My law partner, David Gair, and I recently wrote a paper regarding the energy-efficient commercial building tax deduction (IRC § 179D). The upshot is that the Consolidated Appropriations Act of 2021 recently made this deduction permanent. As discussed in much more detail in the paper, 179D allows for a tax deduction of up to $1.80
Texas surety law contains obscure procedural rules that can have outsized consequences. Chapter 43 of the Civil Practice and Remedies Code is an important example.
Continue Reading Obscure But Important Surety and Guarantee Rules
Co-author: Michael Kelsheimer
If you compile recent headlines, you’ll know the President has implemented two immigration bans, is challenging so-called “Sanctuary Cities” that do not help Federal immigration enforcement, has instructed government agencies to become more aggressive in enforcement of immigration laws, and is already reviewing proposals to strengthen the border wall. On top of this, the E-Verify program for verifying worker status is likely to become mandatory.
Further, employers who try to do it right by using the H-2B program have been dealt a stiff blow. The Returning Worker Program, which dramatically extended the stingy 66,000 nationwide cap on H-2B non-immigrant workers, has not been renewed. The H-2B cap has already been reached for 2017, so the hope for help there is gone.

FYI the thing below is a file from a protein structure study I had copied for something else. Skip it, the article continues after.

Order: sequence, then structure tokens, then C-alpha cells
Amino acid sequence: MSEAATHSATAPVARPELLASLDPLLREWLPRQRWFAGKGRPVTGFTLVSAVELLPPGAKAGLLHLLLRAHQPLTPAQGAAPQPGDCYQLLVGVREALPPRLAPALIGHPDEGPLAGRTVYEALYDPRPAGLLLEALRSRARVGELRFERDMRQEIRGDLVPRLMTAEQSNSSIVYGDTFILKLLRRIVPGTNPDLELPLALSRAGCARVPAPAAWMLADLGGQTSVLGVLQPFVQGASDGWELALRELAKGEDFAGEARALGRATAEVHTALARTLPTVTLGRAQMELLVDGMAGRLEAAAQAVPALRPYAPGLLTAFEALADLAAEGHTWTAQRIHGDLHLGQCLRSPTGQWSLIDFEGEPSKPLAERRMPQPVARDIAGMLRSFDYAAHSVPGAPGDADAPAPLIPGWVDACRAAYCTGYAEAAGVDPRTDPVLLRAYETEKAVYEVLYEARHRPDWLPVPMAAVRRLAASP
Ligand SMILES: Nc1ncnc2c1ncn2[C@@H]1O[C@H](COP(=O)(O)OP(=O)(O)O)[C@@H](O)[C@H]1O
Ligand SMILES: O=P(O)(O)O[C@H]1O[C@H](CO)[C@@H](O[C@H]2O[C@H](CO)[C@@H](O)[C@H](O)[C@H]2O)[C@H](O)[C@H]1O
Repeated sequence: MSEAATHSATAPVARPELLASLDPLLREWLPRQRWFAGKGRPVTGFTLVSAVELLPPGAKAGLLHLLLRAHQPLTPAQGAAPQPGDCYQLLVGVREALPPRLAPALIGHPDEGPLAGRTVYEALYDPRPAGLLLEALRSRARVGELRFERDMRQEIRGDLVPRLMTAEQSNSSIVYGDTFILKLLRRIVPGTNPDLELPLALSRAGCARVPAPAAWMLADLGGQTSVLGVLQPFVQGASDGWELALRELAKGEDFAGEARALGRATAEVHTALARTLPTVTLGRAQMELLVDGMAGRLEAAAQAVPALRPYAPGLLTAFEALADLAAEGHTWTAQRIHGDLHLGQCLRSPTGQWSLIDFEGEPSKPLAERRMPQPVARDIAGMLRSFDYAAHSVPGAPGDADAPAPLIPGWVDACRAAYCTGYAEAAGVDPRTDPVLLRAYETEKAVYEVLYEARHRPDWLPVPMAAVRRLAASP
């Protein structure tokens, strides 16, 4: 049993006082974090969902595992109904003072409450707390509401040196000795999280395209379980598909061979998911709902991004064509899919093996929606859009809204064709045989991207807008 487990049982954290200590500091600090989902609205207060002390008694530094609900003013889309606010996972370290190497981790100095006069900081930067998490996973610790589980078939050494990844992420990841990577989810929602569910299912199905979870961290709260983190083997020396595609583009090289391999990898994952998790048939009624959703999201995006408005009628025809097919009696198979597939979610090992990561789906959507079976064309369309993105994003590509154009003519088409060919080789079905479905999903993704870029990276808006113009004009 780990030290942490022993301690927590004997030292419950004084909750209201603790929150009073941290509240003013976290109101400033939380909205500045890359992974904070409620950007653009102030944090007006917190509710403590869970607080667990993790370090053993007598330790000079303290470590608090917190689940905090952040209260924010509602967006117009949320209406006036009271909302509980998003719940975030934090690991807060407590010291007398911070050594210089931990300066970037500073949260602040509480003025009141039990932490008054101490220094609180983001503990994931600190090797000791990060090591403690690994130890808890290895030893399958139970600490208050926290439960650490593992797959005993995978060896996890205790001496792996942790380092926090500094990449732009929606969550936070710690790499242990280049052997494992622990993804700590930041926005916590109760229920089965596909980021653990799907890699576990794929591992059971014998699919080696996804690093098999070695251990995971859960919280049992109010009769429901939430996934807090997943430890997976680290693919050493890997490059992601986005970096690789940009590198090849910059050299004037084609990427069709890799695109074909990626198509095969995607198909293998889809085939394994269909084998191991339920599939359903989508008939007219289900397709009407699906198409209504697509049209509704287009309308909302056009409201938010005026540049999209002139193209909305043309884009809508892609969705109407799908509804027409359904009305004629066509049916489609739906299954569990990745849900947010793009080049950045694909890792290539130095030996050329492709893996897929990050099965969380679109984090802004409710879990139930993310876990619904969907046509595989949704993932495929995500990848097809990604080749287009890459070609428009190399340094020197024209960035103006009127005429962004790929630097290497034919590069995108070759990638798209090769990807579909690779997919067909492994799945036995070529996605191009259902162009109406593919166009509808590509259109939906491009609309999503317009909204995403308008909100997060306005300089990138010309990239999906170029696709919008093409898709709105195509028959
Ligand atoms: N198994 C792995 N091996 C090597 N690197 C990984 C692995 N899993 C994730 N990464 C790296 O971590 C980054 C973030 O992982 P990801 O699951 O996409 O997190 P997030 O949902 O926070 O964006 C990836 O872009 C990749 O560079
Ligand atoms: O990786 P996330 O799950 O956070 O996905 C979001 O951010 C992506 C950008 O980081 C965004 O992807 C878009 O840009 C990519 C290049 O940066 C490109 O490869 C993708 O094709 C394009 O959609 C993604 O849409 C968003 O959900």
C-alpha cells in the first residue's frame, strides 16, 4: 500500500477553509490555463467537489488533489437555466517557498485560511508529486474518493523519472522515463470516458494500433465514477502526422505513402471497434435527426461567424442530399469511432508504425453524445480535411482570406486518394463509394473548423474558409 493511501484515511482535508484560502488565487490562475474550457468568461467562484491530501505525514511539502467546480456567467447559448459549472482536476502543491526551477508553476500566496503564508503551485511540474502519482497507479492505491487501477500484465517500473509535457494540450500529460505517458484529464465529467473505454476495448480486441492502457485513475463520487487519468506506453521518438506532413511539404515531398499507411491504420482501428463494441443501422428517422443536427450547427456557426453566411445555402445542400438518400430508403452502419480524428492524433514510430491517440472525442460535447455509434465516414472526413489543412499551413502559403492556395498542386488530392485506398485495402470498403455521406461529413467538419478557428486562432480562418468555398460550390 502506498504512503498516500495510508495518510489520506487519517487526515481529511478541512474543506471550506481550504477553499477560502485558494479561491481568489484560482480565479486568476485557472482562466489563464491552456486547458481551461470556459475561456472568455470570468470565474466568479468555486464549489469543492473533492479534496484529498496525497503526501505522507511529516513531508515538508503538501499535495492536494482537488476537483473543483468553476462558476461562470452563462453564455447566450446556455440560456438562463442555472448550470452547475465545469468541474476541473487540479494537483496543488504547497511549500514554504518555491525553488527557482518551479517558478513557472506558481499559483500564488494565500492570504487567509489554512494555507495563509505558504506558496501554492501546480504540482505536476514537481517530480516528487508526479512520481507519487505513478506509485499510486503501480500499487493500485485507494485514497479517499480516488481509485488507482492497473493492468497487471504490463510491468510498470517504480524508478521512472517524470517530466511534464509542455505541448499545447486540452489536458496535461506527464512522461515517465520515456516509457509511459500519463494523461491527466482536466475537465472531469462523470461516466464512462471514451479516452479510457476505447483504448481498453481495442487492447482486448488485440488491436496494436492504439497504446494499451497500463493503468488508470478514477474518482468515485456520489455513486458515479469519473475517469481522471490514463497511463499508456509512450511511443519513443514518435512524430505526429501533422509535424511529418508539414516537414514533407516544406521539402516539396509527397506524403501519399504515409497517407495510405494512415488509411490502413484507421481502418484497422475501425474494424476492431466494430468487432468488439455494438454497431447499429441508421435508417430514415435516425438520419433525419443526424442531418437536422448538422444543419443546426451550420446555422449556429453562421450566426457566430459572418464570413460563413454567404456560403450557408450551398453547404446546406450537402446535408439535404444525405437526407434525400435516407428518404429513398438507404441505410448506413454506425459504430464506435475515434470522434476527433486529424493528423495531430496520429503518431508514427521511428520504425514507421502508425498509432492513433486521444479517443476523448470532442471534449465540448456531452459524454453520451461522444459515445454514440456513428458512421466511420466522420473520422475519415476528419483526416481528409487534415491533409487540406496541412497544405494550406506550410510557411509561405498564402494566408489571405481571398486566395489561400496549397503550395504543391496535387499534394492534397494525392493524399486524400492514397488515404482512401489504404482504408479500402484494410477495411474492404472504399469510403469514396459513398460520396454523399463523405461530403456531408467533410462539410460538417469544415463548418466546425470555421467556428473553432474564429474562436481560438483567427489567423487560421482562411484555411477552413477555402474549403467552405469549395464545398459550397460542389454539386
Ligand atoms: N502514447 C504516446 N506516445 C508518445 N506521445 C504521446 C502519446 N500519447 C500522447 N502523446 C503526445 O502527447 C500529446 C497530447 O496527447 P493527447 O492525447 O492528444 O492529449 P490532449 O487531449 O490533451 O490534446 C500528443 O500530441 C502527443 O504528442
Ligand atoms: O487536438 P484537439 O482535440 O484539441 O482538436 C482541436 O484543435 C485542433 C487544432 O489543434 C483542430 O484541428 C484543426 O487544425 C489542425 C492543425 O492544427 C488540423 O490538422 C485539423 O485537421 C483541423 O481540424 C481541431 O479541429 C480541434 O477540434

Continue Reading ICE is coming for Undocumented Workers – How to Prevent Corporate Frostbite
Most commercial construction contracts contain a “No Damage For Delay” Clause and most contractors mistakenly believe they are Kings X for any potential claims related to delay caused by an owner or original contractor. While nearly every commercial construction contract contains the same or similar provisions, it is important to keep in mind they all have different authors, which means typically no two clauses are ever drafted the same.
This is particularly important when it comes to “No Damage For Delay” Clauses as the actual breadth of the language and scope will set the tone for their enforcement or circumvention. There are several common law exceptions to “No Damage for Delay” clauses recognized in Texas, which may be neutralized or ignored by the particular language of a “No Damage for Delay” Clause.
Continue Reading How to Circumvent “No Damages for Delay” Clauses
A recent article in the Wall Street Journal discussed the rise in litigation regarding covenants not to compete, along with a summary of the positives and negatives of these covenants. For good or bad, a covenant not to compete is enforceable in Texas if it is ancillary to, or part of, an otherwise enforceable agreement at the time the agreement is made, but only to the extent that the covenant contains limitations as to time, geographical area, and scope of activity to be restrained that are reasonable and do not impose a greater restraint than is necessary to protect the goodwill or other protectable interests of the employer.
Continue Reading 10 Drafting Tips for Covenants Not to Compete